Masters of Remix: The Visual Sample in Street Art
Hebru Brantley joins a formidable line of artist’s producing art toys including Kaws, Futura, Jeff Koons and Yoshimoto Nara to name a few. Like Kaws’ Companion or Disney’s Mickey Mouse, Brantley’s marquee character is a child called Flyboy. In an interview with online magazine, Michigan Avenue, Brantley quotes his inspiration as, “Flyboy came out of characters of color within popular culture… I looked at the Tuskegee Airmen, who were fighter pilots in World War II. They flew successful missions and they never lost a person. But at that time black folks were treated far less than equal. For me, it was important to have that historical context to a character, not to just have one for the sake of needing one or wanting one.
Signature: Stamped underfoot "Hebru Brantley"
Soze Gallery Collection
Expressing his active imagination and fantasies, Hebru Brantley’s comic book-style compositions address his own experiences of African American and urban life in America. Having grown up tagging trains, walls, and other city surfaces as part of the 1990s graffiti scene, Brantley now creates mixed-media paintings and sculptures that aptly reflect the street’s energy and aesthetic. He credits the work of Jean-Michel Basquiat with sparking his realization that street art was viable and valuable. Speaking of his youth, he says: “We’d scratch-bomb on trains, tag freight cars…do throw-ups across the city. It was all about getting your name up wherever you could.” Defining himself as an Afro-futurist, Brantley draws from a range of influences—including Keith Haring, African American history, hip-hop, anime, and manga.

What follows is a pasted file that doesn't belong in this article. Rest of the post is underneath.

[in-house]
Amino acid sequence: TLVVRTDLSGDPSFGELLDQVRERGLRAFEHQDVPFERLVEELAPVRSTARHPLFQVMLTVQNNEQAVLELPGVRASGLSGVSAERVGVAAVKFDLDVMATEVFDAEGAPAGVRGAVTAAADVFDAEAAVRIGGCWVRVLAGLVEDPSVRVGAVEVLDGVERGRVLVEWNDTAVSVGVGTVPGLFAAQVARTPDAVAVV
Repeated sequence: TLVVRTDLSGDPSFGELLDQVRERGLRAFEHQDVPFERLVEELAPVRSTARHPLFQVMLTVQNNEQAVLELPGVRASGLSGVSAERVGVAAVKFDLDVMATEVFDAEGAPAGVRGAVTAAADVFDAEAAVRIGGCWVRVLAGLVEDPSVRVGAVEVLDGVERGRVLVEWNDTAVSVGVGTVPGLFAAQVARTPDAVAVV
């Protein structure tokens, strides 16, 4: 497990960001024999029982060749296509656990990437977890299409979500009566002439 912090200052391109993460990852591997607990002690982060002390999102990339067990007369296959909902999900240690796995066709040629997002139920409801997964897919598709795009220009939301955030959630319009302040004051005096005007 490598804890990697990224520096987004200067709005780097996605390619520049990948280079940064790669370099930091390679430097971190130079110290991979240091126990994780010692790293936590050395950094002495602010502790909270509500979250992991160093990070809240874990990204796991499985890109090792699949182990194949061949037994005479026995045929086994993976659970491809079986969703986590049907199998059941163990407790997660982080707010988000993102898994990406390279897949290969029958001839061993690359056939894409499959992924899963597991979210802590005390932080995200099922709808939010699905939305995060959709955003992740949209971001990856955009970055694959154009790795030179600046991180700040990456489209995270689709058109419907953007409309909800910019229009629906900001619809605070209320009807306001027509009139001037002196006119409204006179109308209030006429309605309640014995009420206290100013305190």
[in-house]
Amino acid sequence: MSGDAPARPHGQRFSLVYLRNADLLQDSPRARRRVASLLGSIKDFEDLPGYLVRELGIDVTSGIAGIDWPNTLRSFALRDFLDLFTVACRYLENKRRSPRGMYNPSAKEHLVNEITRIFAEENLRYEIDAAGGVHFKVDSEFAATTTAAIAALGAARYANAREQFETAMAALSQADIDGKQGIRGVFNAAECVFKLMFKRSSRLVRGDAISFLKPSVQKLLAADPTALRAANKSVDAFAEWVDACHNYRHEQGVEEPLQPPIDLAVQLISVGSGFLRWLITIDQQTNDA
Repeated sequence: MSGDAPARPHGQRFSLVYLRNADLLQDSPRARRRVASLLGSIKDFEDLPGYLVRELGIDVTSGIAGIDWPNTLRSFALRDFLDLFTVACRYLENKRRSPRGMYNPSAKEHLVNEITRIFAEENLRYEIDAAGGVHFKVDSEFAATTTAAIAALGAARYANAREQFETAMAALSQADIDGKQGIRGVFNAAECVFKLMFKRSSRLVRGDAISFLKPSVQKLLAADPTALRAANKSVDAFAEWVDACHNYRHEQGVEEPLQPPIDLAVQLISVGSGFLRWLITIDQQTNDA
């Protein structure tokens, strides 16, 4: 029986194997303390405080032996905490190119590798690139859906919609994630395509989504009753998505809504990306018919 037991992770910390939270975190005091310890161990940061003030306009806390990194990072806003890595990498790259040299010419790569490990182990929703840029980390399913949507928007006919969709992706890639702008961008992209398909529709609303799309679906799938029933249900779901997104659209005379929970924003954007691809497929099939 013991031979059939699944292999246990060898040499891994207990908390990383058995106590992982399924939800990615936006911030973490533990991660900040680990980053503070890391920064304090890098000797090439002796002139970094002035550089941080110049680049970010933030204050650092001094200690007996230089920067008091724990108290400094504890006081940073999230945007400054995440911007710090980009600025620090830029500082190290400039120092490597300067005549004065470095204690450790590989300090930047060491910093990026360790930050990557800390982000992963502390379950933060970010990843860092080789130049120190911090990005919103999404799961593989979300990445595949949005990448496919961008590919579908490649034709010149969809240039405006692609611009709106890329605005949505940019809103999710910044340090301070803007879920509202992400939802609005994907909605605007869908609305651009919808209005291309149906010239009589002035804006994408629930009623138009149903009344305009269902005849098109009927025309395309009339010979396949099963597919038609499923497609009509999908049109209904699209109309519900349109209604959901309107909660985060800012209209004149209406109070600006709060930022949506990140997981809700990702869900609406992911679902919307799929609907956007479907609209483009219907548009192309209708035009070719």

American, b. 1981, Chicago, Illinois, based in Chicago, Illinois